Nkandla - THE leadership of the ANC in KZN is currently locked in an urgent and behind closed doors meeting with former president Jacob Zuma at his Nkandla home.
Provincial spokesperson Nhlakanipho Ntombela told Independent Media on Saturday that the meeting is about the worsening political and security situation following Tuesday’s Concourt ruling jailing Zuma for 15 months.
The ruling sparked massive mobilisation, resistance and threat of violence by supporters of the former president who are saying he will only be jailed over their dead bodies.
From the meeting, provincial chairperson Sihle Zikalala will head to an extraordinary PEC meeting which has been called in response to the volatile political situation.
“Yes, they [Zikalala and provincial secretary, Mdumiseni Ntuli] are in Nkandla to meet with the old man [Zuma] and chart a way forward regarding the situation,” Ntombela said briefly.
He also confirmed that the provincial leadership have called an extraordinary provincial executive committee to discuss the matter.
The PEC meeting complements an urgent intervention of the ANC at the national level which has sent a high powered delegation, which includes the likes of Jeff Radebe and Zweli Mkhize, to try and contain the situation.
With Sunday being the expected deadline for Zuma to hand himself or be frogmarched to jail, he has since launched two urgent court cases. One is with the Concourt, where is basically asking it to review its own decision, saying jailing him will “serve no constitutional value” but only to make a political statement and please his political foes.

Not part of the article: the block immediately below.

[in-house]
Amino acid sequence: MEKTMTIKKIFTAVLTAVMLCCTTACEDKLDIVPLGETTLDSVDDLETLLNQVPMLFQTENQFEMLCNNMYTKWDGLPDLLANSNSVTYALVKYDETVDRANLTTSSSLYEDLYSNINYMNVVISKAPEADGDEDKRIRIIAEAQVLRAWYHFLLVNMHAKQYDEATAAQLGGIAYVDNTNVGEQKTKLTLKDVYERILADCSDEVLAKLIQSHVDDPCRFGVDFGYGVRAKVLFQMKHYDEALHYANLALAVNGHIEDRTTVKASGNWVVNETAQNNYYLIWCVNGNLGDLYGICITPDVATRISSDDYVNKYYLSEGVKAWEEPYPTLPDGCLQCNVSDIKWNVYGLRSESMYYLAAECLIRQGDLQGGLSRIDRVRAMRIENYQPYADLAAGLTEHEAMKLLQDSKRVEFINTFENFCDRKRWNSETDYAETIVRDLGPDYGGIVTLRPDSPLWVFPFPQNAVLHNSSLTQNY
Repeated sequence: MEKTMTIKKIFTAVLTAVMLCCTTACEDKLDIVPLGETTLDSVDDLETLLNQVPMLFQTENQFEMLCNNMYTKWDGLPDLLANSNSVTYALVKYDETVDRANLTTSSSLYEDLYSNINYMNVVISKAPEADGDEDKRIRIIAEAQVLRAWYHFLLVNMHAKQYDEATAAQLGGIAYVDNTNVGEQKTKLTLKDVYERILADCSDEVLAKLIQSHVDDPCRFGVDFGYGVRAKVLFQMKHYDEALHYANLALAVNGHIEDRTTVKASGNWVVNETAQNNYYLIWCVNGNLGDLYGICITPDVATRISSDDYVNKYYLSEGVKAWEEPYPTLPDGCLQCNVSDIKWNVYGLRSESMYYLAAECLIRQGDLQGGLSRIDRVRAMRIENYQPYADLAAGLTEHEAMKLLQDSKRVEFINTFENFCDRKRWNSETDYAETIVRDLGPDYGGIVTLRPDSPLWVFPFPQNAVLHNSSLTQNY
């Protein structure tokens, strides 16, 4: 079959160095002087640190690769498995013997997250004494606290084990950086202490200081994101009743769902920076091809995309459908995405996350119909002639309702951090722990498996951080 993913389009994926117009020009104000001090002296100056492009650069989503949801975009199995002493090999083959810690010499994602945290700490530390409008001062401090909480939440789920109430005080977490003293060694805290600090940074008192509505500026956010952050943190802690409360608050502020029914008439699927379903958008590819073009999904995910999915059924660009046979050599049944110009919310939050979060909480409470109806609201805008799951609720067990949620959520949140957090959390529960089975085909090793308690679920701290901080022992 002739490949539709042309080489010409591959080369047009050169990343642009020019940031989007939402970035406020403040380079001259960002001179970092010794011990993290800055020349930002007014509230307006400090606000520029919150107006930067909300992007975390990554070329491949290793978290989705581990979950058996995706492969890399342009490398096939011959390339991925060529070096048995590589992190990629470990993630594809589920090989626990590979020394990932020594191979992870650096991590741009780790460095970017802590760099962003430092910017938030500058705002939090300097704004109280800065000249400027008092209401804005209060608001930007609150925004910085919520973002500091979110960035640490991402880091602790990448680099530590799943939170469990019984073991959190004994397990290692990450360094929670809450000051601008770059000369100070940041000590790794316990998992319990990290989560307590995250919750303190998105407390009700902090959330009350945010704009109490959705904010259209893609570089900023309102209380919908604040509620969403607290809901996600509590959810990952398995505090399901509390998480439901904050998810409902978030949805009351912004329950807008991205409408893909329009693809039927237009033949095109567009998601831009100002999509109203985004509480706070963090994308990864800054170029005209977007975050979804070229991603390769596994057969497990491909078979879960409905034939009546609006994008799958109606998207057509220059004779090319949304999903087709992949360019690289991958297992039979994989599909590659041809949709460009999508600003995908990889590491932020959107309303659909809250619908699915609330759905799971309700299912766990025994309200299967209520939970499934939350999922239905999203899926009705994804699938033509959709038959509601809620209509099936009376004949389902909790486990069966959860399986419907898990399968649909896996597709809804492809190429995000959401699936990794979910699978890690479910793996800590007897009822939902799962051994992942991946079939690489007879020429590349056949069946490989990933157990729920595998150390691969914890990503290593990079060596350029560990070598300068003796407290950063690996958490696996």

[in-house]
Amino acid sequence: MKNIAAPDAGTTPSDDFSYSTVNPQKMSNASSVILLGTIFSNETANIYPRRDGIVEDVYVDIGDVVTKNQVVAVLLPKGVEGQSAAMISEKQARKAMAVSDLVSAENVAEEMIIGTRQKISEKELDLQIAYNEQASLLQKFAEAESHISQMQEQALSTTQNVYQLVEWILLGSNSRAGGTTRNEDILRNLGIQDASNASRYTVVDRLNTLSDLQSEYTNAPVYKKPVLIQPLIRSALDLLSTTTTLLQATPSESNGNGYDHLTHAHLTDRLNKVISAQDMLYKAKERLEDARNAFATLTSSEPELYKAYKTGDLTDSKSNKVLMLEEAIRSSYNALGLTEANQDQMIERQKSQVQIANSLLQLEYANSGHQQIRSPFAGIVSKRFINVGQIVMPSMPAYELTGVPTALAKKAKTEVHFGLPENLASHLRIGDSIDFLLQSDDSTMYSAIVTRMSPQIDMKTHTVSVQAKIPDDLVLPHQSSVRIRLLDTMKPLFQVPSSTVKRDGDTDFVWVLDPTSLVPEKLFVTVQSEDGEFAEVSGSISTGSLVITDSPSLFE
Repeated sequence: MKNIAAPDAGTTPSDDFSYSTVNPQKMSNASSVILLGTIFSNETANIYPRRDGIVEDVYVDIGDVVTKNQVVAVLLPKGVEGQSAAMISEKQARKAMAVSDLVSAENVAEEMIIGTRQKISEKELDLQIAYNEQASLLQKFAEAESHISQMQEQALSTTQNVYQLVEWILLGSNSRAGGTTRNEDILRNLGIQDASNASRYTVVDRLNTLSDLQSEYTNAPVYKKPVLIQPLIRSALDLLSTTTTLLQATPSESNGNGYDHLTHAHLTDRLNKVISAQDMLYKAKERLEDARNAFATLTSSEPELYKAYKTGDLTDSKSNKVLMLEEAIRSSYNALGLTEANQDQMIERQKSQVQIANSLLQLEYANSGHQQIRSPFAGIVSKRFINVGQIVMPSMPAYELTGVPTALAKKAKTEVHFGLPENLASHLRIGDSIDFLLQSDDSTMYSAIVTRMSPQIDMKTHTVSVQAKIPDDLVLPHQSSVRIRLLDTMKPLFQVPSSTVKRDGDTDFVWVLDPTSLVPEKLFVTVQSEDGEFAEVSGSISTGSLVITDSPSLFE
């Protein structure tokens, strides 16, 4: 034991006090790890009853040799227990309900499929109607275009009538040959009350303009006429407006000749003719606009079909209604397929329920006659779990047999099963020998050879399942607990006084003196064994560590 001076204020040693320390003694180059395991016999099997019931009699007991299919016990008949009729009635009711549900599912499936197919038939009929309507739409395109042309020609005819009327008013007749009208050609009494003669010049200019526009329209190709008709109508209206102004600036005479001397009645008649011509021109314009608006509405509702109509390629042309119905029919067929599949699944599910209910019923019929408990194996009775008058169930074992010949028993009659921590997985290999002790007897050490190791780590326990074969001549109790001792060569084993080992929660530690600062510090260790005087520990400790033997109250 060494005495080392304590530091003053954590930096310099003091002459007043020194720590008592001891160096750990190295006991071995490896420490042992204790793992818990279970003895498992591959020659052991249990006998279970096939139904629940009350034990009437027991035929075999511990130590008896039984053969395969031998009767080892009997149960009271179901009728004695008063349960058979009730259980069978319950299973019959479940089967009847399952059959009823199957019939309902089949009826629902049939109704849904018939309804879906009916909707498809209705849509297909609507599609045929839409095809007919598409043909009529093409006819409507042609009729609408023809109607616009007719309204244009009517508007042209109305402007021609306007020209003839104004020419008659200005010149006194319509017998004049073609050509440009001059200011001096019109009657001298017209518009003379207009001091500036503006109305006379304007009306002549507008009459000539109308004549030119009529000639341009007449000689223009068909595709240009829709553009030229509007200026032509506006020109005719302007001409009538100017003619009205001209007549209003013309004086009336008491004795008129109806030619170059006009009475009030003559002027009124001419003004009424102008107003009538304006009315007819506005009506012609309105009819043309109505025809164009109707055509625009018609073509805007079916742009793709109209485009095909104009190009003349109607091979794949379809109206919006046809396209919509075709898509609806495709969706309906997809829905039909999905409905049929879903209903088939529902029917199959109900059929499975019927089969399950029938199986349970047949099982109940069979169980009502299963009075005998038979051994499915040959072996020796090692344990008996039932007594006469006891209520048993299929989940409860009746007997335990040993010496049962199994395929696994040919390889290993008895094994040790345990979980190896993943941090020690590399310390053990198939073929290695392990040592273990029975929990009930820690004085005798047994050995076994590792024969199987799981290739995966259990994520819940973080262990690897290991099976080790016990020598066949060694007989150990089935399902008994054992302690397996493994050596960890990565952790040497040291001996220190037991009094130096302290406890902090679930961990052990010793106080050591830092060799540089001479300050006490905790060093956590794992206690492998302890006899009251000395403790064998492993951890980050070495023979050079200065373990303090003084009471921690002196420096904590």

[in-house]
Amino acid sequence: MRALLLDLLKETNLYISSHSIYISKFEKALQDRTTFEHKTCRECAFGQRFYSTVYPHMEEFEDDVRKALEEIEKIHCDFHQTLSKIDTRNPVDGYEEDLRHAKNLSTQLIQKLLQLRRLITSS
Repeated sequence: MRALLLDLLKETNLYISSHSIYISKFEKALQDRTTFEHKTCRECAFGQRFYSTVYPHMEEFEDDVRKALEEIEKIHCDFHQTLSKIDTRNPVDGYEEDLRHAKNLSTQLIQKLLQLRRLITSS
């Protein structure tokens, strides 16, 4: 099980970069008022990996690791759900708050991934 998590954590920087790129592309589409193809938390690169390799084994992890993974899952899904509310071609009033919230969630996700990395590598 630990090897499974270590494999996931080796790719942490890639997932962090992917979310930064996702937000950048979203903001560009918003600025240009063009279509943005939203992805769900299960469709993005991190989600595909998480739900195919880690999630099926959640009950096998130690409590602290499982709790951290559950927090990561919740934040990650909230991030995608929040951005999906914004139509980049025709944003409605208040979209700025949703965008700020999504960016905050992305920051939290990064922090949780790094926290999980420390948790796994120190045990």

In another case, Zuma dashed to Pietermaritzburg High Court asking to bar the police from arresting him until the Concourt matter has been heard.
Outside the Nkandla home, the situation was rapidly worsening with more ANC members in support of Zuma trickling to cordon the home ahead of Sunday. The angry supporters threw expletives, saying Zuma must be left alone.
Making the situation more volatile was the arrival of a battalion of Zulu regiments led by Inkosi Bhekumuzi Zuma of the Zuma clan of Nkandla. Some are among the regiments are visibly armed with guns.
While marching to Zuma’s home, they were welcomed by the MK vets that have been stationed at the home since March this year. Some made threats that there would be blood on the floor if the SAPS tried to arrest Zuma.
Surprisingly, Mlandeni Mgiliga Nhleko, the official leader of the Zulu regiments across the country, came to Nkandla as well. On April 27, while in Durban, Nhleko was asked by Independent Media to verify claims from Zuma supporters that regiments would join the fight on the side of Zuma. He said their loyalty lies with sitting Zulu kings, “not individuals.”
Nhleko refused to tell the media why he was in the vicinity.
Outside the home, Nkosentsha Shezi, the chairperson of RET champions and a long time backer of Zuma, said the intervention was a little too late. He said they wanted them to intervene, early but they were ignored.
Further, he warned that while they would welcome a political solution on the Zuma matter, but it should not be at the expense of the former president, and it should not entail him (Zuma) doing jail time.